A PARAPHRASE FROM THE ÆNEID, LIB. IX
Nisus, the guardian of the portal stood,
Eager to gild his arms with hostile blood
Well skill'd in fight the quivering lance to wield,
Or pour his arrow, through th' embattled field:
From Ida ton' he left his sylvan cave,
And sought a foreign home, a distant grave.
To watch the movements of the Daunian host,
With him Euraylius sustains the post;
No lovelier mien adorn'd the ranks of Troy,
And beardiess bloom yet graced the gallant boy;
Though few the seasons of his youthful life,
As yet a novice in the martial strife,
'Twas his, with beauty, valour's gifts to share –
A soul heroic, as his form was fair:
These burn with one pure flame of generous love;
In peace, in war, united still they move
Friendship and glory form their joint reward;
And now combined they hold their nightly guard.
'What god,' exclaimed the first, 'instils this fire?
Or, in itself a god, what great desire?
My labouring soul, with anxious thought opress'd;
Abhors this station of inglorious rest;
The love of fame with this can ill accord
Be't mine to seek for glory with my sword.
Seest thou yon camp, with torches twinkling dim,
Where drunken slumbers wrap each lazy limb?
Where confidence and and ease the watch disdain,
And drowsy Silence holds her sable reign?
Then hear my thought:-In deep and sullen grief
Our troops and leaders mourn their absent chief:
Now could the gifts and promiised prize be thine
(The deed the danger, and the fame be mine),
Were this decreed, beneath yon rising mound,
Methinks, an easy path perchance were found;
Which past, I speed my way to Pallas' walls;
And lead Æneas from Evander's halls.'
With equal ardour fired, and warlike joy,
His glowing friend address'd the Dardan boy:-
'These deeds, my Nisus, shalt thou dare alone?
Must all the fame the peril, be thlne own?
Am I by thee despised, and left afar,
As one unfit to share the toils of war?
Not thus his son the great Opheltes taught;
Not thus my sire in Argive combats fought;
Not thus, when Ilion fell by heavenly hate,
I track'd Æneas through the walks of fate:
Thou know'st my deeds, my breast devoid of fear,
And hostile life-drops dim my gory spear.
Here is a soul with hope immortal burns,
And life, ignoble life, for glory spurns.
Fame, fame fs cheaply earn'd by fleeting breath:
The price of honour is the sleep of death.'
Then Nisus:-'Calm thy bosom's fond alarms:
Thy heart beats fiercely to the din of arms.
More dear thy worth and valour than my own,
I swear by him who fills Olympus' throne!
So may I triumph, as I speak the truth,
And clasp again the comrade of my youth!
But should I fall,– and he who dares advance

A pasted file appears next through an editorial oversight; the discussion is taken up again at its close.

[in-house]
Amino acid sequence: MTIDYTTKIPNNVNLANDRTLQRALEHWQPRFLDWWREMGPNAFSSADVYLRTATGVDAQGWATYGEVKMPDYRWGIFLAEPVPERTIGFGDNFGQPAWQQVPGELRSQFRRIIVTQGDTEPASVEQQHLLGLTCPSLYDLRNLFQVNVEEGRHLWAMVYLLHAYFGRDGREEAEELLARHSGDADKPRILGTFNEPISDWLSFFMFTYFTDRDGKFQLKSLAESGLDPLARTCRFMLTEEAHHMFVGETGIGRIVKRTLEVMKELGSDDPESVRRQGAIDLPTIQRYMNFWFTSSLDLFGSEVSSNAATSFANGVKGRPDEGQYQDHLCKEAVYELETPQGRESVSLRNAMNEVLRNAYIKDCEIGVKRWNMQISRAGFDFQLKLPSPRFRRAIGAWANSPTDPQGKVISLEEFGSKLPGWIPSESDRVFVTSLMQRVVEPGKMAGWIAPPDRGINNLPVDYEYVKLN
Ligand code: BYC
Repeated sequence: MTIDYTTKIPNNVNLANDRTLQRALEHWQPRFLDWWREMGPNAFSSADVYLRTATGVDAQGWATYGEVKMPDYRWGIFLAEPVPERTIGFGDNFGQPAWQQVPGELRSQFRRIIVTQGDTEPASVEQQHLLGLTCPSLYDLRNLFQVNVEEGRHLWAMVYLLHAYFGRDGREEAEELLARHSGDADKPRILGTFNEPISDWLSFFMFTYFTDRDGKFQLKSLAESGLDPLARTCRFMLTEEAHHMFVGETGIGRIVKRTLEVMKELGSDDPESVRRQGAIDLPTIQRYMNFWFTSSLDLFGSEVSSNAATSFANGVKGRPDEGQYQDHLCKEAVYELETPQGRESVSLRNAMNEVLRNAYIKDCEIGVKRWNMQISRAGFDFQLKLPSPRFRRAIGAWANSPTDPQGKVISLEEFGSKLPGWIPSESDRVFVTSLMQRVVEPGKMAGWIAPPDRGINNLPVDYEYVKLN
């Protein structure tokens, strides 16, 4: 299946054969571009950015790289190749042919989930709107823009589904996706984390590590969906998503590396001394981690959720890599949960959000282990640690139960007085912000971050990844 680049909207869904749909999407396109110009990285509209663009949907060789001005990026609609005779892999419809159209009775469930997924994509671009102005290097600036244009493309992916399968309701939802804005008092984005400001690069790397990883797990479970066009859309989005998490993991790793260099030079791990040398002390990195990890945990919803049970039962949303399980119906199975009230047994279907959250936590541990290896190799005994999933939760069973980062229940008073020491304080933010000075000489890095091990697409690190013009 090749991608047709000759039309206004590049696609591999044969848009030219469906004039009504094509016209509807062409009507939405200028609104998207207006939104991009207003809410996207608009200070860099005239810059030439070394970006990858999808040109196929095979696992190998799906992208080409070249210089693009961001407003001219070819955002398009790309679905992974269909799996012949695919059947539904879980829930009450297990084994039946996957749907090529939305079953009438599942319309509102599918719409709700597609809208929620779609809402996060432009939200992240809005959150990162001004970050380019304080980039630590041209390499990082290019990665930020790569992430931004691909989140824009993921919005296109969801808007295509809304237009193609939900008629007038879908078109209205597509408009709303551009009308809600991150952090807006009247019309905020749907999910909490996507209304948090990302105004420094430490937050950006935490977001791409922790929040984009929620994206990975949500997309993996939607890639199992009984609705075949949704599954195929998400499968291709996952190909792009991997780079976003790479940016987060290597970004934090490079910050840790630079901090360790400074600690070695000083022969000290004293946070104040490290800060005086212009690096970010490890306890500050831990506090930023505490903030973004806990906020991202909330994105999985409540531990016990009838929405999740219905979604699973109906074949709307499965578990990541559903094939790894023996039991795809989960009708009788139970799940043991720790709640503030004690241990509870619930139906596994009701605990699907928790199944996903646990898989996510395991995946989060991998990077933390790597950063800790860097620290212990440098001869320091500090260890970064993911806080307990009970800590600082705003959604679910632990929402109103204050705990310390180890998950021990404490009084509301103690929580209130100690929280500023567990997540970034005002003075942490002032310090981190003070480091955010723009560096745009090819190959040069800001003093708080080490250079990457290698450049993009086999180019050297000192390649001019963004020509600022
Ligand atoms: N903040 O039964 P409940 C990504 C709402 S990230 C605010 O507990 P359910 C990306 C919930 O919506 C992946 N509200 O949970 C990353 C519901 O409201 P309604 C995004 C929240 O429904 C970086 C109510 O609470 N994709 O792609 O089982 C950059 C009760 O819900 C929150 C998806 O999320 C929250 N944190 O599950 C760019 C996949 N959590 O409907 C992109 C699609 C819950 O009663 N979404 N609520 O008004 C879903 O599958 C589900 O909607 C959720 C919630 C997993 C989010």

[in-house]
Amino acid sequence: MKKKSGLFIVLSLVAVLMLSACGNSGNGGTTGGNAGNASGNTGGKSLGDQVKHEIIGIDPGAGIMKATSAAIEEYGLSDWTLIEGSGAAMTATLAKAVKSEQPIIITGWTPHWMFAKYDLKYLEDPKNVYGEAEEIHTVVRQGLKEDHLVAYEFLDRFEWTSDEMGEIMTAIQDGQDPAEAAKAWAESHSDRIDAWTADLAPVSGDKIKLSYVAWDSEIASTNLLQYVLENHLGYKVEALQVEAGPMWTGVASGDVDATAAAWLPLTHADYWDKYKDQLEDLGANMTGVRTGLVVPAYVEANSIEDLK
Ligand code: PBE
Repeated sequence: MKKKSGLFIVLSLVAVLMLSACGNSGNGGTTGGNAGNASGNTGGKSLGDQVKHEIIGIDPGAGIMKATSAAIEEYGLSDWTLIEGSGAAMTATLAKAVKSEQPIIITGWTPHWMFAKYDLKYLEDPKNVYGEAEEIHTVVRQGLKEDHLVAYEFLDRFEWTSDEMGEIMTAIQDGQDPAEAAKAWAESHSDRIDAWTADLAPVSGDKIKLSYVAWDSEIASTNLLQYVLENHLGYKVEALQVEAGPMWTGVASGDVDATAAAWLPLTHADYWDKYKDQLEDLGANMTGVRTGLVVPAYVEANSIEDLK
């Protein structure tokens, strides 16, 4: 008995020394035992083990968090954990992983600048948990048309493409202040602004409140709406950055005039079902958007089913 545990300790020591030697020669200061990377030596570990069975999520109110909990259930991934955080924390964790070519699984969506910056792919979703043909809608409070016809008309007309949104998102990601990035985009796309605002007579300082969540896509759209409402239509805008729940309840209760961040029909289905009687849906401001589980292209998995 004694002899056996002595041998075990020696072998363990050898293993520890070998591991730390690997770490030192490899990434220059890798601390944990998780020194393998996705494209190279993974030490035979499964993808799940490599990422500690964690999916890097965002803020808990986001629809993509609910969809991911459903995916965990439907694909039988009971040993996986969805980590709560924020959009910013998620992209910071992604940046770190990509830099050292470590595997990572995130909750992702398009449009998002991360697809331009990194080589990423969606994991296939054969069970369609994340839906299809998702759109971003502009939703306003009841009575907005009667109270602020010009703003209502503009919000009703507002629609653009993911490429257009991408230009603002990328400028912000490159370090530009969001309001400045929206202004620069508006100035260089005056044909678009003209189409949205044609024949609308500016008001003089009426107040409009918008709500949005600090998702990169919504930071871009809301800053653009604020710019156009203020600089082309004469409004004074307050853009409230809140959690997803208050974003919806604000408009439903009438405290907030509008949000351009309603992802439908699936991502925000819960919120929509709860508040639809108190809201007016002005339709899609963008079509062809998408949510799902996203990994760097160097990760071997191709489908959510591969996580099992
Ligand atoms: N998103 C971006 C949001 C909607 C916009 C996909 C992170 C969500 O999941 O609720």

Through hostile legions must abide by chance,–
If some Rutulian arm, with adverse blow,
Should lay the friend, who ever loved thee, low,
Live thou, such beauties I would fain preserve,
Thy budding years a lengthen'd term deserve.
When humbled in the dust, let some one be,
Whose gentle eyes will shed one tear for me;
Whose manly arm may snatch me back by force
Or wealth redeem from foes my captive corse;
Or, if my destiny these last deny,
If in the spoiler's power my ashes lie,
Thy pious care may raise a simple tomb,
To mark thy love, and signalize my doom
Why should thy doting wretched mother weep
Her only boy, reclined in endless sleep?
Who, for thy sake, the tempest's fury dared,
Who, for thy sake, war's deadly peril shared;
Who braved what woman ne'er braved before,
And left her native for the Latian shore.'
'In vain you damp the ardour of my soul,'
Replied Euryalus; 'it scorns control!
Hence, let us haste! '- their brother guards arose,
Roused by their call, nor court again repose;
The pair, bouyed up on Hope's exulting wing,
Their stations leave, and speed to seek the king.
Now o'er the earth a solemn stillness ran,
And lull'd alike the cares of brute and man;
Save where the Dardan leaders rughtly hold
Alternate converse, and their plans unfold.
On one great point the council are agreed,
An insttant message to their prince decreed;
Each lean'd upon the lance he well could wield,
And poised with easy arm his ancient shield;
When Nisus and his friend their leave request
To offer something to their high behest.
With anxious trernors, yet unawed by fear,
The faithful pair before the throne appear:
Iulus greets them; at his kind command,
The elder first address'd the hoary band.
'With patience' (thus Hyctacides hegan
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"The Episode Of Nisus And Euryalus" Poetry.net. STANDS4 LLC, 2020. Web. 10 Apr. 2020. <https://www.poetry.net/poem/15227/the-episode-of-nisus-and-euryalus>.